The following is an entry reprinted from The Darkening Garden: A Short Lexicon of Horror, written by the World Fantasy Convention 2012 Encyclopedist Guest of Honor, John Clute. This is the ninth entry of several from The Darkening Garden to be reprinted on this site over the course of ten days. Some formatting has been changed from the original published form of the text. Bolded items within this entry can be found within The Darkening Garden as additional / complementary entries. – The Editors
Literally: a laying waste to a land or a psyche; a physical or psychological devastation; desolation. More specifically: a term introduced into the stream of Western religious thought by Emanual Swedenborg (1688−1772), who used it to characterize a particular crisis in the extraordinarily complex dramatic actions which characterize his cosmogony in action. It here defines the disintegrative moment when the elements or accidents of evil are separated off from the essential goodness of those who, thus purified, then approach salvation; it also defines the even more disintegrative moment when the accidents of goodness are shaved mercilessly from the unsalvageable central core of the wicked. As far as this lexicon of Horror is concerned, those who are destined to be saved are of less interest than those banned from any subsequent Swedenborgian uplift.
But the relevant consideration here is not so much the profound desolation experienced by the Vastated, for our diagnostic language is amply rich in terms descriptive of modes of depression in modern humans, just as it is rich in the description of subjective understandings of the external world; the point here is that Vastation is the consequence of a measurable change in the relationship of the sufferer to the world story. It is an emotion linked to the story of the world at those moments when that story threatens to overwhelm us, or when its incoherence or coherence becomes mercilessly visible — as H P Lovecraft puts it in “The Call of Cthulhu” (1928 Weird Tales): “The most merciful thing in the world, I think, is the inability of the human mind to correlate all its contents.” The term does not inherently fix to any particular moment in the four-part model of the moves of horror that has shaped this lexicon; the moment of Sighting may clearly prelude a full immersion or clarity, though the final, Aftermath moments of a tale normally serve to focus the kind of awareness — like that of Vastation — whose effect is terminal.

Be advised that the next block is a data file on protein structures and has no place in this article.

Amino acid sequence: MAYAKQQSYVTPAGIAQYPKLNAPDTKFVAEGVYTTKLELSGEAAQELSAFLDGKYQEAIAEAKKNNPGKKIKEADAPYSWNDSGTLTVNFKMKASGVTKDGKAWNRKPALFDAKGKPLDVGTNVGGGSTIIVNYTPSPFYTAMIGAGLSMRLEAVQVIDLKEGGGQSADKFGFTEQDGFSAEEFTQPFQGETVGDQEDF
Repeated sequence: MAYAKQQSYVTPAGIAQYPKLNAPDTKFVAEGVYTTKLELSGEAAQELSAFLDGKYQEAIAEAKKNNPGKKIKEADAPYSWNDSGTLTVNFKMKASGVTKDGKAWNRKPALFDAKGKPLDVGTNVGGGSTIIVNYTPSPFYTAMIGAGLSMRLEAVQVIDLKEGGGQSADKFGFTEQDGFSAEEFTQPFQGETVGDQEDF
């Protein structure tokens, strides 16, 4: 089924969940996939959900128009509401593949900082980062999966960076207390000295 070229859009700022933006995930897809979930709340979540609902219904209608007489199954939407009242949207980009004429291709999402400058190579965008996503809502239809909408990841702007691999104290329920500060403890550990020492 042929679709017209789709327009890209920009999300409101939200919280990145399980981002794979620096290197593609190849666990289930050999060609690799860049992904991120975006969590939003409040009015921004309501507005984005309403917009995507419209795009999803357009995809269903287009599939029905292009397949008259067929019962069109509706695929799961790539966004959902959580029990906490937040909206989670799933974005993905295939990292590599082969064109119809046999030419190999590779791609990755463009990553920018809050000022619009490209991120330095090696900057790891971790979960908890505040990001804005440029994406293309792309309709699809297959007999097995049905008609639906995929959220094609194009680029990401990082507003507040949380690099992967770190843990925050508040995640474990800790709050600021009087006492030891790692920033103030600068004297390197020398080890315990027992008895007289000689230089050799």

Vastation is not, therefore, used in this lexicon as a synomym for depression or bipolar disorder, nor for personal grief; nor for hallucinatory states, nor any other sort of false understanding of the external world. An hallucinatory vision of a ghost is an hallucination. To experience the malice of the made or revealed cosmos — as with the narrator’s philosophical despair in Mary Shelley’s The Last Man (1826) after a curse-induced plague (see Infection) has begun to end all human life; or when “the enormous machinery of hell” expresses itself into the world through the objective emblem of the monkey demon from Hell in J Sheridan Le Fanu’s great Swedenborgian “Green Tea” (1869 All the Year Round) — is to experience Vastation. What happens to Le Fanu’s victim protagonists, in particular, is that they find out too much about the world; more specifically, they find out, in a sense, that the world means its malice, for a natural disaster may evoke a million griefs, but not, in the sense here understood, Vastation. Mourning experienced after a death in the family may be multiplied a thousandfold, but still be adequately defined as mourning; mourning experienced as a consequence of the Final Solution is Vastation.